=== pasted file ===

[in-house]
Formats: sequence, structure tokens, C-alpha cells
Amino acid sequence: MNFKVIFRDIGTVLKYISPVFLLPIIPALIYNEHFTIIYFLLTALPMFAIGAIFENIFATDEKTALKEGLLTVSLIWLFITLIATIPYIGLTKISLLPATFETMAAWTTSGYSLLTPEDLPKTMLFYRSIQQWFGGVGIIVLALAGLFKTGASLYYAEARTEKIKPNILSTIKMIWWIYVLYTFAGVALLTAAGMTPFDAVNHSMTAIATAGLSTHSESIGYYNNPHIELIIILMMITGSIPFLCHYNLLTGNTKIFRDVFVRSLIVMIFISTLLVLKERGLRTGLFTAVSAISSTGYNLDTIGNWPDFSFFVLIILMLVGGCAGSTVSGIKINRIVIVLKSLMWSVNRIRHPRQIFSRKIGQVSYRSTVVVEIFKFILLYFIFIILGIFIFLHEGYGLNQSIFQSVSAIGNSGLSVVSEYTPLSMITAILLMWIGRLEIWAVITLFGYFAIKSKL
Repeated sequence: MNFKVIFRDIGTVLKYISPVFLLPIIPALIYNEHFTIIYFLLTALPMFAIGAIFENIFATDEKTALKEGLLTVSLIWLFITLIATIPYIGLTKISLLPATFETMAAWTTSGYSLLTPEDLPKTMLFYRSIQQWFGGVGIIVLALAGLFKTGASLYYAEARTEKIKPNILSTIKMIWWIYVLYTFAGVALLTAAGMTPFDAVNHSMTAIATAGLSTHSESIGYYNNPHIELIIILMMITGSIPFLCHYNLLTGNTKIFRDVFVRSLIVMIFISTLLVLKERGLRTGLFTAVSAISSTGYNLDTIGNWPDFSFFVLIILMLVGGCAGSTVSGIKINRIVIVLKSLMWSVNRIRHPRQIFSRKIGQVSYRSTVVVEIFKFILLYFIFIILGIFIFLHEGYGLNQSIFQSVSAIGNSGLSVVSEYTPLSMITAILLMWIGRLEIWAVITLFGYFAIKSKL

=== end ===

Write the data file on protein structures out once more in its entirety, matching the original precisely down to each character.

[in-house]
Formats: sequence, structure tokens, C-alpha cells
Amino acid sequence: MNFKVIFRDIGTVLKYISPVFLLPIIPALIYNEHFTIIYFLLTALPMFAIGAIFENIFATDEKTALKEGLLTVSLIWLFITLIATIPYIGLTKISLLPATFETMAAWTTSGYSLLTPEDLPKTMLFYRSIQQWFGGVGIIVLALAGLFKTGASLYYAEARTEKIKPNILSTIKMIWWIYVLYTFAGVALLTAAGMTPFDAVNHSMTAIATAGLSTHSESIGYYNNPHIELIIILMMITGSIPFLCHYNLLTGNTKIFRDVFVRSLIVMIFISTLLVLKERGLRTGLFTAVSAISSTGYNLDTIGNWPDFSFFVLIILMLVGGCAGSTVSGIKINRIVIVLKSLMWSVNRIRHPRQIFSRKIGQVSYRSTVVVEIFKFILLYFIFIILGIFIFLHEGYGLNQSIFQSVSAIGNSGLSVVSEYTPLSMITAILLMWIGRLEIWAVITLFGYFAIKSKL
Repeated sequence: MNFKVIFRDIGTVLKYISPVFLLPIIPALIYNEHFTIIYFLLTALPMFAIGAIFENIFATDEKTALKEGLLTVSLIWLFITLIATIPYIGLTKISLLPATFETMAAWTTSGYSLLTPEDLPKTMLFYRSIQQWFGGVGIIVLALAGLFKTGASLYYAEARTEKIKPNILSTIKMIWWIYVLYTFAGVALLTAAGMTPFDAVNHSMTAIATAGLSTHSESIGYYNNPHIELIIILMMITGSIPFLCHYNLLTGNTKIFRDVFVRSLIVMIFISTLLVLKERGLRTGLFTAVSAISSTGYNLDTIGNWPDFSFFVLIILMLVGGCAGSTVSGIKINRIVIVLKSLMWSVNRIRHPRQIFSRKIGQVSYRSTVVVEIFKFILLYFIFIILGIFIFLHEGYGLNQSIFQSVSAIGNSGLSVVSEYTPLSMITAILLMWIGRLEIWAVITLFGYFAIKSKL